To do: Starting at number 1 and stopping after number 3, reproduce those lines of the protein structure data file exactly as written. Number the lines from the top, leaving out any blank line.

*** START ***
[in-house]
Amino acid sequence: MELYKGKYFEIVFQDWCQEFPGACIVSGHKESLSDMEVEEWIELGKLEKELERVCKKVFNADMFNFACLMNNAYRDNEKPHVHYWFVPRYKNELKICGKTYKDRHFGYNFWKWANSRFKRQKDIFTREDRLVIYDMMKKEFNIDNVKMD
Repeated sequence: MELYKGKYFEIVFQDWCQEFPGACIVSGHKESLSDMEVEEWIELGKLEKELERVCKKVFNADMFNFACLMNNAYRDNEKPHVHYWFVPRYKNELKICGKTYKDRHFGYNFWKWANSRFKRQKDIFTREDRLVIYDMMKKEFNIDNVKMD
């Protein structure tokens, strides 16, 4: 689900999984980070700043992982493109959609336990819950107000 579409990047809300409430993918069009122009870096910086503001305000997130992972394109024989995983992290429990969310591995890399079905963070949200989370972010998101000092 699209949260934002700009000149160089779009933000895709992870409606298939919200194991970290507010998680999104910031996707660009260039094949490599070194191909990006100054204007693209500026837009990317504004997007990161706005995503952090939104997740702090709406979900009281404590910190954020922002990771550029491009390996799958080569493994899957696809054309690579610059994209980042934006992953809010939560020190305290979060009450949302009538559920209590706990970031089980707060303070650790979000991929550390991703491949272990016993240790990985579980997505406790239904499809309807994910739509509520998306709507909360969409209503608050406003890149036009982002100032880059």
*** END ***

[in-house]
Amino acid sequence: MELYKGKYFEIVFQDWCQEFPGACIVSGHKESLSDMEVEEWIELGKLEKELERVCKKVFNADMFNFACLMNNAYRDNEKPHVHYWFVPRYKNELKICGKTYKDRHFGYNFWKWANSRFKRQKDIFTREDRLVIYDMMKKEFNIDNVKMD
Repeated sequence: MELYKGKYFEIVFQDWCQEFPGACIVSGHKESLSDMEVEEWIELGKLEKELERVCKKVFNADMFNFACLMNNAYRDNEKPHVHYWFVPRYKNELKICGKTYKDRHFGYNFWKWANSRFKRQKDIFTREDRLVIYDMMKKEFNIDNVKMD